Originally made in an early 3D system (Teleview) which had special screens like giant lorgnettes fitted to the arms of cinema seats (!), this survives only in a flat version. It’s hard to see how the dimensional effects would have worked, since it doesn’t look notably different from most other 1922 films – it might be a tad stiffer, even, with few close-ups or moving camera shots to mess up the process, but it has no obvious depth tricks and nothing is thrust at the audience.
Unpractical cleverclogs Arthur Wyman (Grant Mitchell) is evicted from his lodgings the same day he wins a money prize for an essay on Einstein’s theories, and moves into the home of landlady Mrs Langdon (Gertrude Hillman) – whose lively daughter Mary (Margaret Irving) is unaccountably interested in the uncharismatic, not-very-responsive genius. Inspired by a news item about Marconi, Arthur invents a super-radio and tries to contact the planet Mars – though when Martians signal back, he assumes for a while someone is having him on since he reasons the aliens wouldn’t speak English. The staid, small-scale film opens out somewhat in a lengthy section set on Mars, where the people with names like Buz Buz, Gin Gin or Pux Pux have bulging brains, big stuck-on ears and the sort of art deco weirdo costumes seen in the Soviet Aelita (an early instance of a mainstream Hollywood movie absorbing upscale influences like Caligarism and Futurism?). From his Martian radio pals, Arthur gets a lot of scientific advances (processes for making gold or diamonds, for a start) which enable him to become a rich industrialist. A skewed bit of comedy comes when he introduces advanced Martian fashions to Earth, and Mary is shocked to learn that of the several boxes the outfit comes in the tiniest is for the flimsy piece that goes ‘above the waist’ (by Flash Gordon or deMille slave girl standards, Martian flapper dresses aren’t that revealing). A set-piece scene has Arthur and his assistants playing with an ball of metal that has a negative weight, which goes from funny novelty to something with obvious applications.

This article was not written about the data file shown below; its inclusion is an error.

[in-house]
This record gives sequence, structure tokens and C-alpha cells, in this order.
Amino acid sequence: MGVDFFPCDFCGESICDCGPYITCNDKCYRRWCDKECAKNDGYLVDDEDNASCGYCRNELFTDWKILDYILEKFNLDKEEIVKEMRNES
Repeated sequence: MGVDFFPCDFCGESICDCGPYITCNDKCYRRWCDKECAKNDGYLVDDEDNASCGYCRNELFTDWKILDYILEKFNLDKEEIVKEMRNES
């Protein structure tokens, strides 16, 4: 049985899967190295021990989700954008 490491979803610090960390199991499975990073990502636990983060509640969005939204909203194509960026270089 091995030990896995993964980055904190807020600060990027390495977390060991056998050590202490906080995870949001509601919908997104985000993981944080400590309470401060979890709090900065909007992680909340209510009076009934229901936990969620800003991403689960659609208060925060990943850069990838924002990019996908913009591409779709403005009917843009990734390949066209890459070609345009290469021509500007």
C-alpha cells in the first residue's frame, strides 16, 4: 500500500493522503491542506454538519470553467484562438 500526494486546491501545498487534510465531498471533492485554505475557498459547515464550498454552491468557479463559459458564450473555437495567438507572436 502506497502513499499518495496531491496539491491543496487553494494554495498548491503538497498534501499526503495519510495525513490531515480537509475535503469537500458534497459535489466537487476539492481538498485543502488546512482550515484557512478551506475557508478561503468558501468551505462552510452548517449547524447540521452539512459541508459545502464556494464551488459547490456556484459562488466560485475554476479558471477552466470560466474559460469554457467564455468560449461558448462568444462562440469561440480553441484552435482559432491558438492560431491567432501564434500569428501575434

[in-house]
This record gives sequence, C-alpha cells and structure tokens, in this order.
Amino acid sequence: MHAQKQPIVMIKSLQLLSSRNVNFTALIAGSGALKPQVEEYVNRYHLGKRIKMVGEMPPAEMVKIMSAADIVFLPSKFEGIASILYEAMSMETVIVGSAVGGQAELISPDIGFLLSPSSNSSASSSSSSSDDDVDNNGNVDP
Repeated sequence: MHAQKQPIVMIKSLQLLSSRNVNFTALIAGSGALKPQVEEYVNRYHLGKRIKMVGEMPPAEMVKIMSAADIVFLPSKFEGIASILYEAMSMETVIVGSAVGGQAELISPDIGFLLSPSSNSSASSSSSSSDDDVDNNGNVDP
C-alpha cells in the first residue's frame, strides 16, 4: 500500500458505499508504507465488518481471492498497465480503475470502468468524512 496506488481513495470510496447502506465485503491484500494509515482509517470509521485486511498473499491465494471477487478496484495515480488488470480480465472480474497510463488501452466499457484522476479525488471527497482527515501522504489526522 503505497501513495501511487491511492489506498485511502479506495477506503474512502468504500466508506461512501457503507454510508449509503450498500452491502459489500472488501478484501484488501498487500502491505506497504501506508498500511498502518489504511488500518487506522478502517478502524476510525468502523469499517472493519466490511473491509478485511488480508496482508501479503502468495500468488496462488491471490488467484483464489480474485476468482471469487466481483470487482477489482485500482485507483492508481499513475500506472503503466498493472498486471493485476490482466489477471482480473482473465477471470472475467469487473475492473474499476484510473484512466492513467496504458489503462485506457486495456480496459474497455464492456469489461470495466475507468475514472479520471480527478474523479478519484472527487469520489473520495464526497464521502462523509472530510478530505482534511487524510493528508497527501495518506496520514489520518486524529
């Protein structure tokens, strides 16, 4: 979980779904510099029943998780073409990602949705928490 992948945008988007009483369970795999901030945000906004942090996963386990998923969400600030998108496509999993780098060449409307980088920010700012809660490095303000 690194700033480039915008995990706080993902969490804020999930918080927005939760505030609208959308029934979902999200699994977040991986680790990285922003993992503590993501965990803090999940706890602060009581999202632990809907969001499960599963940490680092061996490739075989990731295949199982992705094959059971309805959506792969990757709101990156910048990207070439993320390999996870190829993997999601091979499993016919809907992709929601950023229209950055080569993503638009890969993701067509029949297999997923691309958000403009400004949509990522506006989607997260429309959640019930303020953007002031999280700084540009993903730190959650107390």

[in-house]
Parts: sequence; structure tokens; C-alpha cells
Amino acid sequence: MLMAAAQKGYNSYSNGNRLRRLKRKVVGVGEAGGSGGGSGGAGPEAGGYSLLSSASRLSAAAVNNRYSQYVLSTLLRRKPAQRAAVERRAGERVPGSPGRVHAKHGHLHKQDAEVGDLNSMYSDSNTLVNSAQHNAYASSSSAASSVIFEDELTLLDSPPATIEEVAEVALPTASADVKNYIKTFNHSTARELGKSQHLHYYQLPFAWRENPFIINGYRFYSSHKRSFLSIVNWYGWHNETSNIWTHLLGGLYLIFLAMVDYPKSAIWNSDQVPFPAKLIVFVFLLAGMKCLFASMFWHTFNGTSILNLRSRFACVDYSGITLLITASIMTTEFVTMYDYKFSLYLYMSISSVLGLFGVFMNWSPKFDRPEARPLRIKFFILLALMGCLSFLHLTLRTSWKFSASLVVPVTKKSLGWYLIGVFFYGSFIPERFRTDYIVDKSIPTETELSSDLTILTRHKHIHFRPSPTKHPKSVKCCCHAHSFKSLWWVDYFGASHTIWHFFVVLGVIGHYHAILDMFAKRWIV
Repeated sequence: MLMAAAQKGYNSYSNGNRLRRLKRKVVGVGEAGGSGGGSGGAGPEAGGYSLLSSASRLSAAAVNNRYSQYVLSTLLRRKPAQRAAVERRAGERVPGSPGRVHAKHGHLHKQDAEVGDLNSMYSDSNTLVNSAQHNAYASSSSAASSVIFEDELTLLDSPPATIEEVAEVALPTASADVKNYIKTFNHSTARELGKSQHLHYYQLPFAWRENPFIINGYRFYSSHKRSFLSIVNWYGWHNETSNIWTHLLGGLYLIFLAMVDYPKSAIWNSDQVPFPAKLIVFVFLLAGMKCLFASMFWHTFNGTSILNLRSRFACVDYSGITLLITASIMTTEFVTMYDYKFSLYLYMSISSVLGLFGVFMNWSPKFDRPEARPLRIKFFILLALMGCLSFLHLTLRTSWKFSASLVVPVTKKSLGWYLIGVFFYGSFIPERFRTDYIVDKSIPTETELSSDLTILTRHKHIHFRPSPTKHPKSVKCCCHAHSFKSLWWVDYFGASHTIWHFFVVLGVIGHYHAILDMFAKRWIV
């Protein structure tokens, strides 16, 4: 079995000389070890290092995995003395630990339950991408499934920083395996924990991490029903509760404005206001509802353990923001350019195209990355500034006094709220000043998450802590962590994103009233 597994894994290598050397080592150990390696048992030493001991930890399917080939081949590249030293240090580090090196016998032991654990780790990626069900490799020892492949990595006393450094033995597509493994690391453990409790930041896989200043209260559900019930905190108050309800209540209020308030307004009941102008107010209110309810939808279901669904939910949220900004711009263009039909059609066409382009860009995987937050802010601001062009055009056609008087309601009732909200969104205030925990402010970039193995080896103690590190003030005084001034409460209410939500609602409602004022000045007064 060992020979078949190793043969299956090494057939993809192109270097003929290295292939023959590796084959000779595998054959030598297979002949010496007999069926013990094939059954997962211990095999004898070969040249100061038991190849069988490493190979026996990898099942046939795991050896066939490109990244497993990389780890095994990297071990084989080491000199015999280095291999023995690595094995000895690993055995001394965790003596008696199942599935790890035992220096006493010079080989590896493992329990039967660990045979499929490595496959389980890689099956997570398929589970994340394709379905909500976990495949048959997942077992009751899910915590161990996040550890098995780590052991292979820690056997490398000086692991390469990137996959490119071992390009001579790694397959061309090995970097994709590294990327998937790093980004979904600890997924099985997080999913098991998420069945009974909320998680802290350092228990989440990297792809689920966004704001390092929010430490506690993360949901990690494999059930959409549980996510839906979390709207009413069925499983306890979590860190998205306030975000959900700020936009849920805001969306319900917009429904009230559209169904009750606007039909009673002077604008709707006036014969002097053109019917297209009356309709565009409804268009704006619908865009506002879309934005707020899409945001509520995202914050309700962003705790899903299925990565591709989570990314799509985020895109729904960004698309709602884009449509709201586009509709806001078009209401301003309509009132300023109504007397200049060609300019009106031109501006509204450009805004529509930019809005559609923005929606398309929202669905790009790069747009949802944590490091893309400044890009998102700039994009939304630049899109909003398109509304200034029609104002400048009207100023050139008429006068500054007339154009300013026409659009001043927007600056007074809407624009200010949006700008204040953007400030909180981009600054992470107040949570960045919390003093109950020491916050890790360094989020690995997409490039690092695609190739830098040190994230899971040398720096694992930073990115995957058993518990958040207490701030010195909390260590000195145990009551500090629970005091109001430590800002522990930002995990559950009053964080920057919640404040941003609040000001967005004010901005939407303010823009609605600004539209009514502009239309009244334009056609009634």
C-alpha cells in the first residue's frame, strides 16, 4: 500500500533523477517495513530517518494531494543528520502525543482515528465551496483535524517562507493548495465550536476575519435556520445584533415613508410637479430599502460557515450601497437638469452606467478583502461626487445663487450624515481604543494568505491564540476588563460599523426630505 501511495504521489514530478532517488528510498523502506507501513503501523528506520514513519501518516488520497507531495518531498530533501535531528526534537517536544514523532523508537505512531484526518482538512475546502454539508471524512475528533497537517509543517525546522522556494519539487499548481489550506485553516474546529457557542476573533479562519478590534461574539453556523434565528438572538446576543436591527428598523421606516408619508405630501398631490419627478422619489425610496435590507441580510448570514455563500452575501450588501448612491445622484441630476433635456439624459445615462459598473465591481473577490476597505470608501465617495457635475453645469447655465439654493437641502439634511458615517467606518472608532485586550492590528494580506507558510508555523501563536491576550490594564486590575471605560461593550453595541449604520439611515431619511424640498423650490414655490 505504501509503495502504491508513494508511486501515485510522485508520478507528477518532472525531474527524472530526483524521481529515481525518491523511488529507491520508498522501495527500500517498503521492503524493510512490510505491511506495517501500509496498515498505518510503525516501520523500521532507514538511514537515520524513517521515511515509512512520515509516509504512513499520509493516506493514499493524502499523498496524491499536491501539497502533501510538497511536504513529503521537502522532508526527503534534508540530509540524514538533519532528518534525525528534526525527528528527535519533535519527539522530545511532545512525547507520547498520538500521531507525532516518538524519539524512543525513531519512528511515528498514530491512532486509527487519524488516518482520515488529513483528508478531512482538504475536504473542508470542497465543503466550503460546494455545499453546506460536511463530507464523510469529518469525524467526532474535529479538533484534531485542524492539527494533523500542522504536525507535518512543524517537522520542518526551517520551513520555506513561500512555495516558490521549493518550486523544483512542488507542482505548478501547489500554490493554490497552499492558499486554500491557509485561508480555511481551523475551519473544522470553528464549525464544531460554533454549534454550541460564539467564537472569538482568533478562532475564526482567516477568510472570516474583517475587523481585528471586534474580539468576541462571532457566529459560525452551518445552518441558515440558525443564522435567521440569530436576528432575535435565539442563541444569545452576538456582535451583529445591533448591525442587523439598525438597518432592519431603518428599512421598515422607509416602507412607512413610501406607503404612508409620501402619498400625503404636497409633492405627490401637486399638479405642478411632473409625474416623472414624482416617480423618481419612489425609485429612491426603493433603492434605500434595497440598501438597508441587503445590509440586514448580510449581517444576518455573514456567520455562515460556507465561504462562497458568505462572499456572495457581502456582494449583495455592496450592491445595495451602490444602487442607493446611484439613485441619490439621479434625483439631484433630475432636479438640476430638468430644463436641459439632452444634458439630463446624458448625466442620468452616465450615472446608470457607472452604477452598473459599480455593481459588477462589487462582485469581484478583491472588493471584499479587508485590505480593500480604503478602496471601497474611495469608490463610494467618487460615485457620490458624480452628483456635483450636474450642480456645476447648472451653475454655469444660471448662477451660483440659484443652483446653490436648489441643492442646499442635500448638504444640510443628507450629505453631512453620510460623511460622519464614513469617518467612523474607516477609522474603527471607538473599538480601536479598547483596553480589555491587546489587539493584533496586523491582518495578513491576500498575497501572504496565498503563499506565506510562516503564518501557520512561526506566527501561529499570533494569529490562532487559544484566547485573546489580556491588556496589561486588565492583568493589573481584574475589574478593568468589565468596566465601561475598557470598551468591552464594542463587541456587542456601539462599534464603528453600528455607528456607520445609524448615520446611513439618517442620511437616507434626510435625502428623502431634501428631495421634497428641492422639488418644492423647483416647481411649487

However, just when H.G. Wells would have shown how all this sudden scientific advance affects society as a whole, Arthur wakes up and it turns out he’s only dreamed about contact with Mars. It really seems there’s an act missing – surely, the Martian tech should wreck the Earth economy and Arthur should learn that there are no easy courses to wealth as rioters destroy his factory? Even with an all-a-dream finish, a climax like this is necessary to give point to the drama – which otherwise flickers out disappointingly. Directed by Roy William Neill, whose talkies are mostly interesting and underrated (besides the Rathbone-Bruce Holmes films, he did Frankenstein Meets the Wolf Man, The Black Room and Black Angel), it’s not a grabby or engaging picture, but that faintly comic, faintly sinister vision of Mars is mildly memorable.